Senior Research Specialist
James is a recent graduate of the University of Michigan, where he obtained a B.A. in Public Policy with a focus on Applied Statistics and Labor Policy. He has worked for several public interest nonprofits, such as the ACLU and the NEA, where he developed a deep interest in the intersection of statistical analysis and policy. Currently serving as a Research Specialist with the Eviction Lab, James seeks to better understand how the current legal infrastructure affects housing instability, as well as how policymakers can best craft housing assistance solutions that will benefit their own communities. In his free time, he is an avid dancer and enjoys volunteering in the local arts community.
Lavar Edmonds received a Bachelor of Science in economics from the University of Mary Washington and a master’s in Education Policy from the University of Pennsylvania. Guided by experiences as a high school math teacher, his background includes using quantitative methods and big data to study pervasive social inequalities, particularly in education. In college, he worked as the data analyst for the school’s Student Transition Program, studying academic outcomes for first-generation and traditionally underrepresented minority students at the university. While at Penn, Lavar worked as a research assistant at the School District of Philadelphia and conducted a semester-long research project examining the causes of teacher exit in Tulsa Public Schools. As a Research Specialist in the Eviction Lab, he is especially interested in studying the intersection of housing policy – namely, causes and consequences of housing instability – with education policy. Beyond policy research, Lavar is a classically-trained violinist, and enjoys music performance and rousing, relatively slow-paced games of tennis.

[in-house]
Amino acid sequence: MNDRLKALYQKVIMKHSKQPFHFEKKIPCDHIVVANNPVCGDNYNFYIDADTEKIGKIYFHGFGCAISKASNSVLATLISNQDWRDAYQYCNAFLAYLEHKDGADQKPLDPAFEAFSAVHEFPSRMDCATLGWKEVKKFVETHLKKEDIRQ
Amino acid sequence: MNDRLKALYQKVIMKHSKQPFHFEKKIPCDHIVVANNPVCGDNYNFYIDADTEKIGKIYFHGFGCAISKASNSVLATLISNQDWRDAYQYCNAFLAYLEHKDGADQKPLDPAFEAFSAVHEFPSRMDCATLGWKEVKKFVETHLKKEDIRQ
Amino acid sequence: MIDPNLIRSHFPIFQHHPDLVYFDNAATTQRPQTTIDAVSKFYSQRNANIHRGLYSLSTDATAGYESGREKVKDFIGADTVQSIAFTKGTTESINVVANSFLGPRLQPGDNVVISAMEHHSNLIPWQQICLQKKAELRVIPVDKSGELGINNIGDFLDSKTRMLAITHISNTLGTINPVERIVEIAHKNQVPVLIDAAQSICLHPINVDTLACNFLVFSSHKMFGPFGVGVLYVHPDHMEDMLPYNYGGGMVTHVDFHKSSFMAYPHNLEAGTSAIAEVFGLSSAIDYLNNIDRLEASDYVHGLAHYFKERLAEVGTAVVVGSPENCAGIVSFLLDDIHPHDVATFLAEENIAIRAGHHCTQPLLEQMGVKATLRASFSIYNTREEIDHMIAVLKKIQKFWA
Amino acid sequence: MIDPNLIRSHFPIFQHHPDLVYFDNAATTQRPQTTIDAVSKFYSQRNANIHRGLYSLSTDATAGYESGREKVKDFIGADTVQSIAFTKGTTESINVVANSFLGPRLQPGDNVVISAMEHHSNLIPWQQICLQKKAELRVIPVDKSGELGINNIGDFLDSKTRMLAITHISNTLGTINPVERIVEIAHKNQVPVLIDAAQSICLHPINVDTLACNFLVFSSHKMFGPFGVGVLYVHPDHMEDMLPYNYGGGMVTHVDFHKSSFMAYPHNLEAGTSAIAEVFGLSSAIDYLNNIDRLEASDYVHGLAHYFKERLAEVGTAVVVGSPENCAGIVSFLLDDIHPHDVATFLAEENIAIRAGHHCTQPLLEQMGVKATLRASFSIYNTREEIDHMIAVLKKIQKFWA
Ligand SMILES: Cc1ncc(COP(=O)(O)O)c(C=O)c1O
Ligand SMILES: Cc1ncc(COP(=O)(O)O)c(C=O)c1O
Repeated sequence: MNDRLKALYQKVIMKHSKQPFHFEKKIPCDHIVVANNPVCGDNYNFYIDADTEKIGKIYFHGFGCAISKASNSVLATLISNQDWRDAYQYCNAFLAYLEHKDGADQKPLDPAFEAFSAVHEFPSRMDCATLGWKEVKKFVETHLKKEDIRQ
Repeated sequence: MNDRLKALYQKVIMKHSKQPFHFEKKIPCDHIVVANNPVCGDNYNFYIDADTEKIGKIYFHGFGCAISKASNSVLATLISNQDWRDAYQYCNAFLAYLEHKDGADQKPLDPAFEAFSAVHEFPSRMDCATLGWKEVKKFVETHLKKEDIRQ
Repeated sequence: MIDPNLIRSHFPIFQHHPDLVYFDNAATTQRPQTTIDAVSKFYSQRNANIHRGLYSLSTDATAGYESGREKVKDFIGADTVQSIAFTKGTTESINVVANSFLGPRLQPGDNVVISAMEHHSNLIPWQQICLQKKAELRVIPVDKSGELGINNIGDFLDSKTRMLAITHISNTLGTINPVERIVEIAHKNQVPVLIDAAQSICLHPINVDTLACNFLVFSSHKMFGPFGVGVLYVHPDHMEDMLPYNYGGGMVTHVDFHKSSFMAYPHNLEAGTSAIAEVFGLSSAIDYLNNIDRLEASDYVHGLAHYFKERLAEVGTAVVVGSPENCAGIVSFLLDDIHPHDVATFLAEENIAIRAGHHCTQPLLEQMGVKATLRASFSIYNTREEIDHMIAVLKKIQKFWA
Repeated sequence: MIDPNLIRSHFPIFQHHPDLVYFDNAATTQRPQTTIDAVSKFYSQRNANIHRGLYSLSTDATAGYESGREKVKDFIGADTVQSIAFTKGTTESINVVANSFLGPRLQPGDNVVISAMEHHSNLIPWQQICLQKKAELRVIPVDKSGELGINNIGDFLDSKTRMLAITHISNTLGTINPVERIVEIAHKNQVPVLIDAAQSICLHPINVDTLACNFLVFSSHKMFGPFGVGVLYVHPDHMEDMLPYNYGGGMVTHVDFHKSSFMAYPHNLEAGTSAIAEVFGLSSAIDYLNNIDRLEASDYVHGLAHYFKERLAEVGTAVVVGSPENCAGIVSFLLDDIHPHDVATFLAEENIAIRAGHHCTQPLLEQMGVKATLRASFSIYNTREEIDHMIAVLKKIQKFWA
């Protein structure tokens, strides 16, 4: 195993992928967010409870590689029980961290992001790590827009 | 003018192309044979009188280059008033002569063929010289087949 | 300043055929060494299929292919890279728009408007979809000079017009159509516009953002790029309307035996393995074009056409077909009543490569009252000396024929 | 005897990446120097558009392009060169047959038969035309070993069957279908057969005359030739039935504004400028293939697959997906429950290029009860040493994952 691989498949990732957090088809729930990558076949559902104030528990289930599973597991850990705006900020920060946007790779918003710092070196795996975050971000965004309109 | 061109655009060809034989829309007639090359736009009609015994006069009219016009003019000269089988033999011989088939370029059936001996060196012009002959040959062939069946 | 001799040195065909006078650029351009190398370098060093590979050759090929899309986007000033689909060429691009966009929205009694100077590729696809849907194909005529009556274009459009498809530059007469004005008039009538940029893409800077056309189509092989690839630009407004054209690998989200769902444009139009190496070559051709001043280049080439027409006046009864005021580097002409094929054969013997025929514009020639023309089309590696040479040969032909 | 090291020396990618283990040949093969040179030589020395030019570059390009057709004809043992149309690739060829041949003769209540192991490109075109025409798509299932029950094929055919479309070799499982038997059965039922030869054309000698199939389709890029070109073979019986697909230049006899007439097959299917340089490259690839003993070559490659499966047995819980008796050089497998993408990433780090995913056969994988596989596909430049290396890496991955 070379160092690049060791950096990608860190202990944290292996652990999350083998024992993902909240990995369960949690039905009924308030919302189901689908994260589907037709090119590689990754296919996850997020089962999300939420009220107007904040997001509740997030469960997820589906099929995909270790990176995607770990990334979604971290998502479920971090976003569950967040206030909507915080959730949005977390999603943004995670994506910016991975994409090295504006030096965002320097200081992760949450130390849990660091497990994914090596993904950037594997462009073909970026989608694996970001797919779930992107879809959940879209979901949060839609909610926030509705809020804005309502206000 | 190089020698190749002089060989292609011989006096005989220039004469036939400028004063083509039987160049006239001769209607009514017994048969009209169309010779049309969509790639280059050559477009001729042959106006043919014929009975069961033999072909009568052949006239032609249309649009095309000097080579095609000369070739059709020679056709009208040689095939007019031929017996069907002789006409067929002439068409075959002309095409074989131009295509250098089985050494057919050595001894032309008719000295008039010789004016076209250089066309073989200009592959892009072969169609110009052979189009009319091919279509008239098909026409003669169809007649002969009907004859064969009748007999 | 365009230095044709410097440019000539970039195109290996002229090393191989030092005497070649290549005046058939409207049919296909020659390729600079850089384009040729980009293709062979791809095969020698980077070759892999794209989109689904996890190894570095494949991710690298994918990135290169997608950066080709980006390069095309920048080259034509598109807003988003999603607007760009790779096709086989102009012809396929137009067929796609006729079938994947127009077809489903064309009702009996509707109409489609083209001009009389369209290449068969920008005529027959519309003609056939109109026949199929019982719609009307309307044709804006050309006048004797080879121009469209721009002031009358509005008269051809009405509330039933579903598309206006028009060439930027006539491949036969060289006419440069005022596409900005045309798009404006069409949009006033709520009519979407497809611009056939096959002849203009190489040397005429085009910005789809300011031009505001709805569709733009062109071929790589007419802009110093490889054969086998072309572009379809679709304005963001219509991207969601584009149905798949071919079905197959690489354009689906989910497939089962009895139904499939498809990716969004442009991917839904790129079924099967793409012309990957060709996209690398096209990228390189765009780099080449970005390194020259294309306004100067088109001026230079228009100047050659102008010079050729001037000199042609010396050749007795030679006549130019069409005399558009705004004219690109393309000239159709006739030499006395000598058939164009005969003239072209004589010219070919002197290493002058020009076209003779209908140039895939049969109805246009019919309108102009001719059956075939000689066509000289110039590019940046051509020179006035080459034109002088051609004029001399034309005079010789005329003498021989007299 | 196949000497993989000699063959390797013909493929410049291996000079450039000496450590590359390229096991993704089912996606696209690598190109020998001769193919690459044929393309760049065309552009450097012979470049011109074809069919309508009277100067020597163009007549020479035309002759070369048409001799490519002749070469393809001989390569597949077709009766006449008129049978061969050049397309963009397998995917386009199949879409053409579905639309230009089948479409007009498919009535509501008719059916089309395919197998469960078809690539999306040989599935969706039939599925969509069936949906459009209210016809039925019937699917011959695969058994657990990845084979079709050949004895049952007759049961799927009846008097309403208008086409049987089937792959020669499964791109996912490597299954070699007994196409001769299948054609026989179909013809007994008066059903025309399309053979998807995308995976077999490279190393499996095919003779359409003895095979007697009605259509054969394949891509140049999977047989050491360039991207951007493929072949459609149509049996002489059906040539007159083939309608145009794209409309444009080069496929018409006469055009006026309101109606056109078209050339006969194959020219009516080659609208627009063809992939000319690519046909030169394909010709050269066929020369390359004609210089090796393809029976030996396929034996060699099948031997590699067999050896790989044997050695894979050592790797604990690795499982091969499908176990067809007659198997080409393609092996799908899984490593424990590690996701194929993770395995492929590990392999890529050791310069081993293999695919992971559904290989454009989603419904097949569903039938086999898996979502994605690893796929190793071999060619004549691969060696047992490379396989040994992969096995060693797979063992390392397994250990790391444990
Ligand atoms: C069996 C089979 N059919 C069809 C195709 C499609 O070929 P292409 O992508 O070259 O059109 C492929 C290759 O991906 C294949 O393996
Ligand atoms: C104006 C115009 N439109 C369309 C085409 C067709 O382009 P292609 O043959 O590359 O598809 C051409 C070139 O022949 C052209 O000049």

Postdoctoral Research Associate
Ashley joined the Eviction Lab as a postdoctoral research associate after completing her Ph.D. in Sociology at the University of California, Los Angeles. Her dissertation research examined the formation and consequences of spatial clustering of children with non-medical exemptions to school vaccine requirements in California. More broadly, her research interests focus on how social networks and local communities provide the social context for individual decisions and events that aggregate to form macro-level patterns across space and time. She is particularly interested in how quantitative and computational methodology can be used with administrative and online data to gain new insights into social behavior and community-level outcomes. When not cleaning data (which she rather enjoys), she goes hiking, puts together puzzles, and has been working her way through Amazon’s list of 100 books to read in a lifetime.
Associate Professional Specialist
Peter joined the Eviction Lab as an Associate Professional Specialist after completing his doctorate in Sociology and Demography at the University of California, Berkeley. Peter’s research examines the ways that employment practices and public policies affect children and low-income families. His dissertation analyzed the relationships between parental working schedules, household structure, and childcare arrangements. He has also studied the effects of mass imprisonment on kin networks, exposure to subfelony criminal justice in New York City, and trajectories of employment and disability among American workers. Generally, he’s interested in the possibilities that nontraditional quantitative data sources and new methodologies present for better describing social phenomena and their variability. Peter runs one marathon a year and no, he has not qualified for Boston (thank you for asking). You can read more about him at pshepburn.github.io.